Review | Louis & Louise by Julie Cohen

If you could look at one life in two different ways, what would you see?

Louis and Louise are separated by a single moment in time, a strike of chance that decided their future. The day they were born is when their story began.

In one, Louis David Alder is born a male.

In the other, Louise Dawn Alder is born a female.

Louis and Louise are the same in many ways – they have the same best friends, the same parents, the same dream of being a writer and leaving their hometown in Maine as soon as they can. But because of their gender, everything looks different. Certain things will happen in their lives to shape them, hurt them, build them back up again. But what will bring them back home?

Title: Louis & Louise

Author: Julie Cohen

Genre: Contemporary

Rating: ⭐️⭐️⭐️⭐️⭐️

[DISCLAIMER] I received this book free from the publisher in exchange for an honest review. My opinions are my own and have not been influenced by this.

So this was the contemporary adult book I’ve been waiting to read!

I don’t often like too many sex scenes in my books, or a lot of gritty plots that I feel get crammed into any contemporary book marketed to anyone older than YA. I like reading about real life dramas and loves and conversations, and this book is exactly that.

It doesn’t shy away from some heavy topics, but it does them in a way that I thought was quite sensitive and still managed to give all characters such a sense of personality that you care for all of them.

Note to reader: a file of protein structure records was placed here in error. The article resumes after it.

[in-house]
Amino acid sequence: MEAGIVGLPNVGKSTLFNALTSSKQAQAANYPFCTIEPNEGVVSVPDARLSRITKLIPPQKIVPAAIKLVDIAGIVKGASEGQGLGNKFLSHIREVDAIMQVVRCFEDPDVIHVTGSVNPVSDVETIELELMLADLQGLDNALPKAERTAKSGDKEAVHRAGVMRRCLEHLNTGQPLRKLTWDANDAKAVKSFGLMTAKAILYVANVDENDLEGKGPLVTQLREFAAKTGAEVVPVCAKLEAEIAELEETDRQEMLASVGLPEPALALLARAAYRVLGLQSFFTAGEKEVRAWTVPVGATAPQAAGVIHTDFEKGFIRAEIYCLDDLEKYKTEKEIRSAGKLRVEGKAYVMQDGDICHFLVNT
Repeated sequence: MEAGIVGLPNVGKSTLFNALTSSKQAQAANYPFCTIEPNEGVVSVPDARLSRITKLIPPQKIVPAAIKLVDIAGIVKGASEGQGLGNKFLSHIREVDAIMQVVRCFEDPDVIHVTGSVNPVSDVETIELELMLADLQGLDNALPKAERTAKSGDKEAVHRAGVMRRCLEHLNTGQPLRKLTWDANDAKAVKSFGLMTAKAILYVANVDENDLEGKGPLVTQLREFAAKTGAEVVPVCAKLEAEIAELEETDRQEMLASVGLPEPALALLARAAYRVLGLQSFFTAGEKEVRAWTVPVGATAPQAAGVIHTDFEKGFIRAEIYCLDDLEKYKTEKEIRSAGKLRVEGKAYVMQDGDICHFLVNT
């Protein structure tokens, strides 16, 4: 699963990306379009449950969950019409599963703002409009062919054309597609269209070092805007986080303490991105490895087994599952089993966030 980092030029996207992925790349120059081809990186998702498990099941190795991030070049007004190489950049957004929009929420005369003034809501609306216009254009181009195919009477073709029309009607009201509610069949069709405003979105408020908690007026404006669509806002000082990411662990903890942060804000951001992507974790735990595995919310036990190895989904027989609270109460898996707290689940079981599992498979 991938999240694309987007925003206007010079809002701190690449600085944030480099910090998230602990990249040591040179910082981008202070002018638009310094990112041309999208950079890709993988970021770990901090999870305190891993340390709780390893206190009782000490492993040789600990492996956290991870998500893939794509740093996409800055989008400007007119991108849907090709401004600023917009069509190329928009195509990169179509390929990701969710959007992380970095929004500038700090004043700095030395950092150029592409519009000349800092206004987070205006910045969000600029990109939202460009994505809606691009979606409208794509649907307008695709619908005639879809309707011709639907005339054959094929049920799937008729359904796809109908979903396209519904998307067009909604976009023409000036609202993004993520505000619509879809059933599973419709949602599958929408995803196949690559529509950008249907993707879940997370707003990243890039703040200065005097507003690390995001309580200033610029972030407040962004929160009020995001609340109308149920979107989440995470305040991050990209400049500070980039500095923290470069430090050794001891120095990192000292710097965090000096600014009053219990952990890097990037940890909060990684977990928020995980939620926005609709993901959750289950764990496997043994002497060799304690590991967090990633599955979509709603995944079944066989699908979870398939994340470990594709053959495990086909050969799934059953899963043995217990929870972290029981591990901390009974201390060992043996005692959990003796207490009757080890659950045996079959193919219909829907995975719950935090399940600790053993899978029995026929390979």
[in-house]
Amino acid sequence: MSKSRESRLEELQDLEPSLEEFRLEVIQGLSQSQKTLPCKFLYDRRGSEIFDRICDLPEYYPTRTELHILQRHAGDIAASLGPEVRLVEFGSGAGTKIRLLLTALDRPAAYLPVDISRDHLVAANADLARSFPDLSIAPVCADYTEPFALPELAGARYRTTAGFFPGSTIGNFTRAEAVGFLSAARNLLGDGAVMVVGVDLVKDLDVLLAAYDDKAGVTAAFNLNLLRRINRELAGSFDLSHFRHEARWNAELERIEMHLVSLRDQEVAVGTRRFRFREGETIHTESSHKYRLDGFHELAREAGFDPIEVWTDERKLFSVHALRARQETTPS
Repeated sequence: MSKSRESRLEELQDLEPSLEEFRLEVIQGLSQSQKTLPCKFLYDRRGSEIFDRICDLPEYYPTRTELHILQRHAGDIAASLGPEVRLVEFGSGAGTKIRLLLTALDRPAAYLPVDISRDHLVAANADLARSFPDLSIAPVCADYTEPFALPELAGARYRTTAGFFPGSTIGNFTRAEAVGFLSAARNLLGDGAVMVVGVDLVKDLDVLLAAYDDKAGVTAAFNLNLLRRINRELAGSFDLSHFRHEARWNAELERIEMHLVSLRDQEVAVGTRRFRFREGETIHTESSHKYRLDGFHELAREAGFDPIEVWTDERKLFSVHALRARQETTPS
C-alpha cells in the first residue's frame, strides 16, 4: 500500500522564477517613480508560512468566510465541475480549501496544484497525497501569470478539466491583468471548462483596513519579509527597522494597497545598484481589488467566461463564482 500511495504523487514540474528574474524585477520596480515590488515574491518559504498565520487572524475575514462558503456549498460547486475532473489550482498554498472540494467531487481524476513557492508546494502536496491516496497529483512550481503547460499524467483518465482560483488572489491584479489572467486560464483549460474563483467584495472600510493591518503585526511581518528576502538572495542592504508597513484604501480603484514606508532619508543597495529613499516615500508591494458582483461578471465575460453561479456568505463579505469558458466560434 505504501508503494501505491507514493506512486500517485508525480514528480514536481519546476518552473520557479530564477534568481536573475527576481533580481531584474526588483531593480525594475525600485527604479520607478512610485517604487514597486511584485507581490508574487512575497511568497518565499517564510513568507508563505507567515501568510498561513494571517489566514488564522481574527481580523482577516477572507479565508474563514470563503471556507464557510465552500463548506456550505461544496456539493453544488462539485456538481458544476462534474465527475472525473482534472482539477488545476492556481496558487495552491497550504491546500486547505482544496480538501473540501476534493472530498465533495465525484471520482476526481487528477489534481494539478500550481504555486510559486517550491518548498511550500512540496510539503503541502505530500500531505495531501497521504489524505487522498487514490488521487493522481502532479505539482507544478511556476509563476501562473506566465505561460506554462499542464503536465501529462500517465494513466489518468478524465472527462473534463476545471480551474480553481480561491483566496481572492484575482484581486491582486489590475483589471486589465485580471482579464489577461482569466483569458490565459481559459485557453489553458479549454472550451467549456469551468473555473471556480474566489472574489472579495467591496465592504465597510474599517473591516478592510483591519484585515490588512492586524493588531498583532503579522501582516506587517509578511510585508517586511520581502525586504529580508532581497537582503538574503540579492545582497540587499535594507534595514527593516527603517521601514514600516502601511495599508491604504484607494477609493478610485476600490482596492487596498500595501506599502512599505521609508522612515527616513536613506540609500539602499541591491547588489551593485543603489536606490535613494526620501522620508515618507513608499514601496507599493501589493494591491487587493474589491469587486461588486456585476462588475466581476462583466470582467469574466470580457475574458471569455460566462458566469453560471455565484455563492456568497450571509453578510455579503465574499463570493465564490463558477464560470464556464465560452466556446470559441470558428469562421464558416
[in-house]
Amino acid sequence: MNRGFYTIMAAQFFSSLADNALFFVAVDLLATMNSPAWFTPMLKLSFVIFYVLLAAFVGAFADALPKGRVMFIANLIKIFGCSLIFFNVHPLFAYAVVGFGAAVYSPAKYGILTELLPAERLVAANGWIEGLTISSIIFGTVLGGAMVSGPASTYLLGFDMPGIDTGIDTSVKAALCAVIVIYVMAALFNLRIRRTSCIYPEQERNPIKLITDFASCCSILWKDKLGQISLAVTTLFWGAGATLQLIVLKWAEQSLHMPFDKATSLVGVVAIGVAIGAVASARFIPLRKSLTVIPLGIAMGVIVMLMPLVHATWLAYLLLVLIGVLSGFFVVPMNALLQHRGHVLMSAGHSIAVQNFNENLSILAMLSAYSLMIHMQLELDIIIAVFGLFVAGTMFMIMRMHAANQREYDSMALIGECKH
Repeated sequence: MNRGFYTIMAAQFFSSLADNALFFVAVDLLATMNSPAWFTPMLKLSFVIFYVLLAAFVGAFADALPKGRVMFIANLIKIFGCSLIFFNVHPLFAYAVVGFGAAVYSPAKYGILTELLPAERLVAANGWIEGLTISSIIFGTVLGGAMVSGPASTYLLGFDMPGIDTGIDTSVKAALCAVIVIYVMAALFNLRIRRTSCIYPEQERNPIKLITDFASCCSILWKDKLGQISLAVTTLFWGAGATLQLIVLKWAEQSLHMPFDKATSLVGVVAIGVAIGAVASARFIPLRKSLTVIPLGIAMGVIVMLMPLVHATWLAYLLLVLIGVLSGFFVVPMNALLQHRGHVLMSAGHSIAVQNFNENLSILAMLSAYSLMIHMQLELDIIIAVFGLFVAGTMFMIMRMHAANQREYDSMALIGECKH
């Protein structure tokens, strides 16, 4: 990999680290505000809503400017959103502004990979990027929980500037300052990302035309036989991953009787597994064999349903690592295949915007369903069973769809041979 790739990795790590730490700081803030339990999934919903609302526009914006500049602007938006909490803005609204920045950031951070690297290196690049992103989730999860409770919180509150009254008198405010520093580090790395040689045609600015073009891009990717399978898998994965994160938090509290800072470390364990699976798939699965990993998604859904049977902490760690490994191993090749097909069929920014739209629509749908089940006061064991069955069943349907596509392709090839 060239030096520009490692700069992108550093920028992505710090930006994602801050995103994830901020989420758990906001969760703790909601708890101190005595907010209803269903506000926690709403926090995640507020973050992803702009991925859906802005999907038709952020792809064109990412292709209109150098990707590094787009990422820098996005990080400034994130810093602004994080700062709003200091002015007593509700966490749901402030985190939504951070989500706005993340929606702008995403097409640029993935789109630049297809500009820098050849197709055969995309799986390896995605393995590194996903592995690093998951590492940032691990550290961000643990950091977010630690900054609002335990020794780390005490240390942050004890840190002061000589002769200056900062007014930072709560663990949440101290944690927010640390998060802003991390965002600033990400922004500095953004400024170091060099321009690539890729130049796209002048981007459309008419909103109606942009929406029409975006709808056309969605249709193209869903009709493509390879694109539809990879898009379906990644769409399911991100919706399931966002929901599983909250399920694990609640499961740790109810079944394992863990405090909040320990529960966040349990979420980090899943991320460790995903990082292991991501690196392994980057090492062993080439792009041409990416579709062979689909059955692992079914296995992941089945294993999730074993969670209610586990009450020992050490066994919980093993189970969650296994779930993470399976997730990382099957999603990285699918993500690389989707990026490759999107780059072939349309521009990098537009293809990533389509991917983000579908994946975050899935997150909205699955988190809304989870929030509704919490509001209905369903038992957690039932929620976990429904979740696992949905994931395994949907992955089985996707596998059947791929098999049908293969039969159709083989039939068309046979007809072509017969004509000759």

The main thing I loved, and what really made me give this book my five star rating, was how it handled the issue of gender and how this affects your life. From the huge ways to the tiniest of things, it’s managed really really well. Julie Cohen, you have impressed me.

The writing style in a book meant to show the same life in male and female perspectives was something I wasn’t sure about before I started. How was it going to be handled? Would I get bored of reading effectively the same scene again with only the smallest of changes?

It turns out, no. The flips between Louis and Louise are really gentle, with some overlap in scenes but only when the differences really need to be highlighted. The joint chapters with both Louis and Louise where the same scene or period of time is shown through both lenses at once was especially good.

It’s so cool to see even tiny things be different in the worlds due only to the fact that this one person was a boy or a girl. Also how people treat them differently right from the beginning: from how the grandparents get different toys and they’re dressed in pink and blue to which parent they’re closer to when they’re older, and even their careers.

Even the small bits like how Louise’s mother encourages her to change from glasses to contacts because ‘her eyes are so pretty’ when Louis is not and happily wears glasses till college. It shows how even the smallest of comments can add up to change someone’s self confidence or change their view on the world and how they should be in it.